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I think this is off the Matriculating Student Questionnaire. For those who know the nuances of how to present data on infographics like this, you also know how useless average/mean is. The distribution of applicants' volunteering hours is not a Gaussian, and I'm also guessing the curve for MCAT among enrollees isn't either. I've become a midrange fan over the years, especially when it comes to reported experience hours.
 
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I don't know why I always thought it was 511-512 that was the average. But this shows 509 and the one from last year also shows 509.

I also would have never thought 1360 being the average number of research hours was a thing... I thought I was above average with my 1400 hours but it looks like I'm average as it relates to research
MSAR says otherwise
 
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What caught my attention was the 49,000 applicants. I thought in prior years people kept mentioning 60k. I heard it multiple times on YouTube interviews with adcoms So does that mean last year the pool went down by 10,000? Or is this funny math too.
 
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What caught my attention was the 49,000 applicants. I thought in prior years people kept mentioning 60k. I heard it multiple times on YouTube interviews with adcoms So does that mean last year the pool went down by 10,000? Or is this funny math too.
Apparently it went up from 50k --> 60k --> 49k

In the last 3 years. Likely had something to do with covid
 
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Weird because that directly contradicts their data 511.9 was the average for matriculants.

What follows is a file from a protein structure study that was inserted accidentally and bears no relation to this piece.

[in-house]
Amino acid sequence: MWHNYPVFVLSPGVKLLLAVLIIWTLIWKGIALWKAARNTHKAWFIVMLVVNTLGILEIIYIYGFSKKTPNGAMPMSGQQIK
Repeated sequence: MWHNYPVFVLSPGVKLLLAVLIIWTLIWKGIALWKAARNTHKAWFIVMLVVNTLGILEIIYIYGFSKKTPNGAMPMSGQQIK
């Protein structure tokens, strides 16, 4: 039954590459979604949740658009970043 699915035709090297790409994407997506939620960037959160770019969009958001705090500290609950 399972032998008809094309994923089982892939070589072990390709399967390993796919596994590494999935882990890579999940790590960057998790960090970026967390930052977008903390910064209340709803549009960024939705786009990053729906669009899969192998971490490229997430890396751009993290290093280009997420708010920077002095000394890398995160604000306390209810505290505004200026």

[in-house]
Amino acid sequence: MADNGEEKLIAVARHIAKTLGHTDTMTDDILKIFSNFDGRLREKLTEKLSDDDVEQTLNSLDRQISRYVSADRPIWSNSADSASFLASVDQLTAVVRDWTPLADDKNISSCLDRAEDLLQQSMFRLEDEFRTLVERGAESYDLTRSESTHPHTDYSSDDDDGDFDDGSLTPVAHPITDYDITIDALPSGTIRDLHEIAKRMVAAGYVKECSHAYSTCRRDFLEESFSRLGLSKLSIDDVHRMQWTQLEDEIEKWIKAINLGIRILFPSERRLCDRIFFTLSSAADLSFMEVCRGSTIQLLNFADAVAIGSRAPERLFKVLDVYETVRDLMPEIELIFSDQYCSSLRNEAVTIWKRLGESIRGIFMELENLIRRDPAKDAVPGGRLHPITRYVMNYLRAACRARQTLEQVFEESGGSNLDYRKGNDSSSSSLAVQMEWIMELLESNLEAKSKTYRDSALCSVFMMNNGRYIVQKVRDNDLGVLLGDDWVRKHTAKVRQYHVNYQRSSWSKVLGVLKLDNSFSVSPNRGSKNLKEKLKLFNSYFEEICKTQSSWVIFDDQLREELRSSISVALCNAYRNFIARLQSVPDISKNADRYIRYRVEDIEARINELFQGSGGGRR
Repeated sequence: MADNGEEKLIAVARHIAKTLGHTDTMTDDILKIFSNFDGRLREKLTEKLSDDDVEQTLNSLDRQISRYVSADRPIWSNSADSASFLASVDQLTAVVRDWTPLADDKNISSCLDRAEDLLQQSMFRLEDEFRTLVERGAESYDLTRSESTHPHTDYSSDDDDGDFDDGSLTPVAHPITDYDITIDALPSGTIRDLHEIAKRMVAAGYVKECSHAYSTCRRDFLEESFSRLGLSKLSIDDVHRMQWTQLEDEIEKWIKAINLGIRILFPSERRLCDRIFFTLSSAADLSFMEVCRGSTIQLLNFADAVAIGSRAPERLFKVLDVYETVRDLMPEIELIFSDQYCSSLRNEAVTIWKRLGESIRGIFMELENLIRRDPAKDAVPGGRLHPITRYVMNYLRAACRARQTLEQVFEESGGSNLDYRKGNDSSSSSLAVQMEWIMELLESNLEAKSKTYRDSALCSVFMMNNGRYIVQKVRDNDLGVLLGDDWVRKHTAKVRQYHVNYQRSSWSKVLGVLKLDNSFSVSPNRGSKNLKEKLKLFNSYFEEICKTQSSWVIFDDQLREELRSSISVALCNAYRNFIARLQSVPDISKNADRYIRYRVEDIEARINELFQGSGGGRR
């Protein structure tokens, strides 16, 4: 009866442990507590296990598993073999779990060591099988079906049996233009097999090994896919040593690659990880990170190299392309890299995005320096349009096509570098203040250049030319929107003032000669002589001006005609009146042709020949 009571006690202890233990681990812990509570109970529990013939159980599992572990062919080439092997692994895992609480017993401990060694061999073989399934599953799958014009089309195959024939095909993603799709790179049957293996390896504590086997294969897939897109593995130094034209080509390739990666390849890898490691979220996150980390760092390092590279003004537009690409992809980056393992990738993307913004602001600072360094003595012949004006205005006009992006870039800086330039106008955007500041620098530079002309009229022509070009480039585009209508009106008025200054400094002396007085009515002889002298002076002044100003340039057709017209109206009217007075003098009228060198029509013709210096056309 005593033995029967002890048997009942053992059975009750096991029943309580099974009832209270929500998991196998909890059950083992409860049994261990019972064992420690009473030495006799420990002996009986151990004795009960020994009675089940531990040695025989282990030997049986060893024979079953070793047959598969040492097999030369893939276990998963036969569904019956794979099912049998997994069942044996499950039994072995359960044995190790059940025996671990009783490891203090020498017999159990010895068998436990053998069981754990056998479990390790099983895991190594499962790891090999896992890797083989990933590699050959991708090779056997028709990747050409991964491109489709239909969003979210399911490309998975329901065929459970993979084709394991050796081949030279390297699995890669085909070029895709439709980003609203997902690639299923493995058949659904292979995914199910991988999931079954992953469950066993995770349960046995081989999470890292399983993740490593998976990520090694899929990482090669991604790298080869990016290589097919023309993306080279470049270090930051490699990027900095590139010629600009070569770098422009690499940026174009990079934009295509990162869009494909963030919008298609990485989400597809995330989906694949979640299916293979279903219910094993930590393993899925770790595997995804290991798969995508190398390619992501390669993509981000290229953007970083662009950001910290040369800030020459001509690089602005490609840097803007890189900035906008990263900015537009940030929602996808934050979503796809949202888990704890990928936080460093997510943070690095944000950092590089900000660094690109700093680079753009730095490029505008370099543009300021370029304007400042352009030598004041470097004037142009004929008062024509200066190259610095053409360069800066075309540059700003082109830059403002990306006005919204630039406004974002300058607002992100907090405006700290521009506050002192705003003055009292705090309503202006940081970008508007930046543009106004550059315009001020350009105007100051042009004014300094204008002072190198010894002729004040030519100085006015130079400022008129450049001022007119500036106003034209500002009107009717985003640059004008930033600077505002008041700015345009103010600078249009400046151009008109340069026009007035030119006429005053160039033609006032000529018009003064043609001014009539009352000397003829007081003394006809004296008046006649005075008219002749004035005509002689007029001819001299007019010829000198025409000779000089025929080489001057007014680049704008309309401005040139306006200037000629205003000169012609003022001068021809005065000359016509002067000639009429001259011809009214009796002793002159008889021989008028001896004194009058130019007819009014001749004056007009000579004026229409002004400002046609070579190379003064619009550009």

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Weird because that directly contradicts their data 511.9 was the average for matriculants.
The table refers to several years combined while the infographic with the slightly lower MCAT is for a single year. So perhaps the short term trend is for a slightly lower MCAT than one to two years ago?
 
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When I'm talking to students I remind them that averages (especially means) can be really hard to interpret for things like this, especially when you factor in gap/growth years, non-traditional applicants, and the fact that everyone has a slightly different path / set of strengths.

As was pointed out upthread, full-time work for a year is ~ 2000 hours. So someone who takes 2 years to work full time as a researcher (not that uncommon) heavily tips the scale: 1 person with 4000 hours and 3 other people with 400 hours each give you an "average" of 1300, but doesn't tell you much useful when you're planning your time as an applicant.

For "average" programs, my advise to students is they need to stand out in some way that matches their narrative and motivation and future goals. They don't have to stand out in every single one. For some, they have excellent grades and a great MCAT score. Others have a ton of community service (or did something like Americorps/Peace Corps/Teach For America post-graduation). Some will work for 1-3 years in a clinical position post-graduation and have thousands of hours of clinical experience.

In my experience, the yearly infographic just panics all of my applicants and makes them think they should be aiming for those numbers, rather than focusing on shoring up weaknesses (getting them out of red-flag territory) and boosting strengths.